Navigating the Delicate World of Debt Collection: How To Collect What You’re Owed, Even During Difficult Times

Like the Great Recession and other crises before it, the COVID-19 pandemic has cast a bright light on how community association managers and their clients should handle the collection of past due assessments.

High unemployment and mortgage delinquency rates, as well as eviction and foreclosure moratoriums, have put many associations in a difficult position. They want to show compassion to owners suffering through no fault of their own, but they rely on assessments to maintain and repair common property and keep owners safe.

Of course, collections can prove challenging even when delinquencies aren’t skyrocketing. That’s because owners in default tend to fall into one of three categories.

“I call them the needy, the greedy, and the seedy,” says Mitch Drimmer, president of business development at Axela Technologies, a Florida-based collections firm specializing in delinquent association fees. “The needy have debts but just don’t have the money.

“The greedy have the money but repeatedly hold off until the very last minute; they’re the ones who always ask for the fees to be waived.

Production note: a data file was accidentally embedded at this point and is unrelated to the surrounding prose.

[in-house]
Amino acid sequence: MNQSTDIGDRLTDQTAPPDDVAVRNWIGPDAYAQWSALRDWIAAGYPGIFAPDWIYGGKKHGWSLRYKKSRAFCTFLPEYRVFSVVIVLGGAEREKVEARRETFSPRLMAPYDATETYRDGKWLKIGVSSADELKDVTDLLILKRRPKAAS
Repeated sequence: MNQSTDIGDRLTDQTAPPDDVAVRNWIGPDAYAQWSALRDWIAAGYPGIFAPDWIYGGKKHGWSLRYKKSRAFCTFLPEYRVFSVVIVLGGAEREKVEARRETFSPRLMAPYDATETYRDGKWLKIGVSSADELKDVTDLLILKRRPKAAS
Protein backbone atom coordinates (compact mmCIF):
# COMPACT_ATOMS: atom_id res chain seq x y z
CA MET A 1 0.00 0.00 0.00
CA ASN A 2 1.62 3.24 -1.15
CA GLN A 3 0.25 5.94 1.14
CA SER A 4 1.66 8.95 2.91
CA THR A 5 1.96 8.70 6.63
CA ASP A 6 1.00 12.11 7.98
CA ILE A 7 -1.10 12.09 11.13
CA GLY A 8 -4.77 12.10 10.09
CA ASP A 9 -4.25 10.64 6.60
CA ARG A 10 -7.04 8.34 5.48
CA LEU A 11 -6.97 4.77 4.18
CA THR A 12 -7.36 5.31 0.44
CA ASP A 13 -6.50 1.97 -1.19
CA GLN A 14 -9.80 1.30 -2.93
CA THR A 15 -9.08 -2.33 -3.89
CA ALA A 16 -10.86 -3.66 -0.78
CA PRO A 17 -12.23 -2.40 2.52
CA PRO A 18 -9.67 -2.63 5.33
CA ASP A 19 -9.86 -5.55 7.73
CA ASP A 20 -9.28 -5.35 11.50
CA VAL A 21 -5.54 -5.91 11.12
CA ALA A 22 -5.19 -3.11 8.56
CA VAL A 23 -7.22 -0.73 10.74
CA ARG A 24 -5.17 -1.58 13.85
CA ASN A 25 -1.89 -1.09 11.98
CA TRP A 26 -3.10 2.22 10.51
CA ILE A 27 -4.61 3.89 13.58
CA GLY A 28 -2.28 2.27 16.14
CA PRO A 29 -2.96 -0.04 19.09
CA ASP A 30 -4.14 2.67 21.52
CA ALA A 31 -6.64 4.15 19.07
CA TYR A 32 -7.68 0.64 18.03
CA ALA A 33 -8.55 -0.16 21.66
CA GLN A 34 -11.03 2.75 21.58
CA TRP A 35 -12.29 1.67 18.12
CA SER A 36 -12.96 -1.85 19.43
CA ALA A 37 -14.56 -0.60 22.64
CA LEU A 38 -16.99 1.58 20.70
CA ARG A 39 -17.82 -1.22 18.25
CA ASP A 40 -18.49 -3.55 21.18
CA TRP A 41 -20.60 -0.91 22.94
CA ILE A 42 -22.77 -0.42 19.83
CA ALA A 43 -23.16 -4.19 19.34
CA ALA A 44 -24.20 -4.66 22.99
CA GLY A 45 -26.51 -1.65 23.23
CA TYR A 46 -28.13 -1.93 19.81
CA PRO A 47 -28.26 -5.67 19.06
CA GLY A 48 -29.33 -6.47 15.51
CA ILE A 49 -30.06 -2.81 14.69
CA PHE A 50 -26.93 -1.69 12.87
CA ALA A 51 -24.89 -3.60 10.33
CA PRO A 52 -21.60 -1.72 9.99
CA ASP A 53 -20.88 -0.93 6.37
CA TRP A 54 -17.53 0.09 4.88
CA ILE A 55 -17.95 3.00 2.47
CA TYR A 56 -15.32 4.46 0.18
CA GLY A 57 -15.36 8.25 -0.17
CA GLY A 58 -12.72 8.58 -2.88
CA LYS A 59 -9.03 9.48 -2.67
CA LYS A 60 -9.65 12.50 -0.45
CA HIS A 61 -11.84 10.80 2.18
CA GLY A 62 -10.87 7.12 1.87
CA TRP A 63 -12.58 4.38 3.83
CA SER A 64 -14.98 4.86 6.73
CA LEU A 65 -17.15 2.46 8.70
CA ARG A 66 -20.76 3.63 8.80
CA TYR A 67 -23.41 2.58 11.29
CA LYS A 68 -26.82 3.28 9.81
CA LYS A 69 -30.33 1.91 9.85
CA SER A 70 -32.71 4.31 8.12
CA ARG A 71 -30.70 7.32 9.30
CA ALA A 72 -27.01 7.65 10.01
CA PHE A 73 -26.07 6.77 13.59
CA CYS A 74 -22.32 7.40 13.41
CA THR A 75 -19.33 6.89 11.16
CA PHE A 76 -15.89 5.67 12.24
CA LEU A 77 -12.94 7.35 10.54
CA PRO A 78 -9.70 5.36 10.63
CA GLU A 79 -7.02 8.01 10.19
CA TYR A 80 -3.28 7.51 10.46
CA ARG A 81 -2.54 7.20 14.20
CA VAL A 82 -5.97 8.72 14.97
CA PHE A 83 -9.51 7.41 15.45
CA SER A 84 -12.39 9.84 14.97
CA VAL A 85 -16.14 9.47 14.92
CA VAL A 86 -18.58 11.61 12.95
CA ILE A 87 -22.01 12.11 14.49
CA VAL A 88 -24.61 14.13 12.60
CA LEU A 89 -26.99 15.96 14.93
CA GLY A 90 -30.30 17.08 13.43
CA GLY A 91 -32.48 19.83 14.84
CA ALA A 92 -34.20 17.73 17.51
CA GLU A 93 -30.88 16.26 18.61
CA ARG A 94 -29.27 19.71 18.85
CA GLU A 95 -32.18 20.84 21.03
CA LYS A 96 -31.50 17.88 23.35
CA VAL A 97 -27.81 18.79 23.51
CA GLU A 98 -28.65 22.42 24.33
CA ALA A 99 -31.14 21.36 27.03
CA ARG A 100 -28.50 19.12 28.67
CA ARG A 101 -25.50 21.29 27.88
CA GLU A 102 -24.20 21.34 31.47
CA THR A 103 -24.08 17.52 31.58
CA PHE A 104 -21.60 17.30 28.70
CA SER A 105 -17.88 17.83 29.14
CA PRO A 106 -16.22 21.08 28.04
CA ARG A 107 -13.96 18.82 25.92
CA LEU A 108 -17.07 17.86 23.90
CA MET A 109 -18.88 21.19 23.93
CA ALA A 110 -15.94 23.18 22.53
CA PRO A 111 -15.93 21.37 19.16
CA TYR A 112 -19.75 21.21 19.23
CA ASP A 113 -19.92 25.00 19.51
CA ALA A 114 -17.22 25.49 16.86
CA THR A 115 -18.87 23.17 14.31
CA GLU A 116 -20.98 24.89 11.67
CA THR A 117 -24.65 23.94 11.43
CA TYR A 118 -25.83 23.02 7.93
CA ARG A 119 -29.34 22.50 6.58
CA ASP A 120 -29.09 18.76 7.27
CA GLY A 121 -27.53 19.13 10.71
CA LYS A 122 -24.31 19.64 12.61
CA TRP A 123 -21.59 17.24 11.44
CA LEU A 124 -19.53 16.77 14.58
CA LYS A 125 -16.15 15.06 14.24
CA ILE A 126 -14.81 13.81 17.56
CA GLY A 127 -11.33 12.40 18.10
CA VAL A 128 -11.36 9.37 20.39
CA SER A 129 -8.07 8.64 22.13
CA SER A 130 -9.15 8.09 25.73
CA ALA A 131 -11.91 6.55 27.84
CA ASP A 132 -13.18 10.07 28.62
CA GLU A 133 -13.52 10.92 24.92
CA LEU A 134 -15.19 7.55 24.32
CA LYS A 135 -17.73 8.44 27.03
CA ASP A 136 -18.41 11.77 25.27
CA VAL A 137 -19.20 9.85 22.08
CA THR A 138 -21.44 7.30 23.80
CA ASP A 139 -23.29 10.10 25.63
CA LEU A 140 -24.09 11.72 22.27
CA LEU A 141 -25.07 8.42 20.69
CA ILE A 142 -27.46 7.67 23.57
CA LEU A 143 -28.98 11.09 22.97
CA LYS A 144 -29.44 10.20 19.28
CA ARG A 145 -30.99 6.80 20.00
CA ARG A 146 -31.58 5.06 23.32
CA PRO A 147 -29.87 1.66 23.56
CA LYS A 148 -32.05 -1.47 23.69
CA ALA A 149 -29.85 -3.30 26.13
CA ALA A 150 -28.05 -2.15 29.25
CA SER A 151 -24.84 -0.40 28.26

“The seedy are those who bought their units with no intention of ever paying. They’ll play every game possible, from quitclaiming the deed from one person to another to filing bankruptcy or lawsuits for debt collection violations — everything they can to prevent the association from collecting.”

This Special Report provides expert advice on how you can increase the odds of collecting from every kind of debtor you and our clients may encounter. It includes insights on how to improve collections during both regular times and those periods when developments such as COVID-19 threaten the finances of wide swaths of owners.

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Table of Contents

  • A Message from the President
  • Building a Better Debt Collection Policy
  • Getting Repayment Plans Right
  • Liens: To File or Not to File
  • Handling Collections in Times of Crisis
  • The FDCPA: Does It Apply to You or Your Clients?

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